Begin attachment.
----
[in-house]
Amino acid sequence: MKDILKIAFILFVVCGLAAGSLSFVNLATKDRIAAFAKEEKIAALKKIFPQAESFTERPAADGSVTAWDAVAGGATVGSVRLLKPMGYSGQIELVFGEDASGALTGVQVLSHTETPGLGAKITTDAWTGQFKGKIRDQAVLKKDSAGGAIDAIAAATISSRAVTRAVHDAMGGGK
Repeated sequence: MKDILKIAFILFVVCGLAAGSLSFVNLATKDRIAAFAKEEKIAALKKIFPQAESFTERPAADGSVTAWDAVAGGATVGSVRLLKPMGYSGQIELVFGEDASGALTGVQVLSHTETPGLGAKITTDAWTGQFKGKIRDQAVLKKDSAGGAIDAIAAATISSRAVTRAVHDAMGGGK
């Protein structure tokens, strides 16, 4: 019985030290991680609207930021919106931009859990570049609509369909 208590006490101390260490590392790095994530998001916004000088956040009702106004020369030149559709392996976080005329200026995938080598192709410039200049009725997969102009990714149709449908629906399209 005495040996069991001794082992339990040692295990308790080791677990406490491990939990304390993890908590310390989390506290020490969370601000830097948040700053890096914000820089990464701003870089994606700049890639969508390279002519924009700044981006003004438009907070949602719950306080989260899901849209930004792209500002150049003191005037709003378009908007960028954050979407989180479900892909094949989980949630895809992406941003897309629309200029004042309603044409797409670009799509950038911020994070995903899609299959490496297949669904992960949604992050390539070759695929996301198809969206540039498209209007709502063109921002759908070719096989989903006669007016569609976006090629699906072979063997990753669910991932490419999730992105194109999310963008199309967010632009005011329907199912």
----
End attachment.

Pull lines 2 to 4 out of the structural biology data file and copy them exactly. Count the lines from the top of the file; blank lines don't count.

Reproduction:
Amino acid sequence: MKDILKIAFILFVVCGLAAGSLSFVNLATKDRIAAFAKEEKIAALKKIFPQAESFTERPAADGSVTAWDAVAGGATVGSVRLLKPMGYSGQIELVFGEDASGALTGVQVLSHTETPGLGAKITTDAWTGQFKGKIRDQAVLKKDSAGGAIDAIAAATISSRAVTRAVHDAMGGGK
Repeated sequence: MKDILKIAFILFVVCGLAAGSLSFVNLATKDRIAAFAKEEKIAALKKIFPQAESFTERPAADGSVTAWDAVAGGATVGSVRLLKPMGYSGQIELVFGEDASGALTGVQVLSHTETPGLGAKITTDAWTGQFKGKIRDQAVLKKDSAGGAIDAIAAATISSRAVTRAVHDAMGGGK
């Protein structure tokens, strides 16, 4: 019985030290991680609207930021919106931009859990570049609509369909 208590006490101390260490590392790095994530998001916004000088956040009702106004020369030149559709392996976080005329200026995938080598192709410039200049009725997969102009990714149709449908629906399209 005495040996069991001794082992339990040692295990308790080791677990406490491990939990304390993890908590310390989390506290020490969370601000830097948040700053890096914000820089990464701003870089994606700049890639969508390279002519924009700044981006003004438009907070949602719950306080989260899901849209930004792209500002150049003191005037709003378009908007960028954050979407989180479900892909094949989980949630895809992406941003897309629309200029004042309603044409797409670009799509950038911020994070995903899609299959490496297949669904992960949604992050390539070759695929996301198809969206540039498209209007709502063109921002759908070719096989989903006669007016569609976006090629699906072979063997990753669910991932490419999730992105194109999310963008199309967010632009005011329907199912």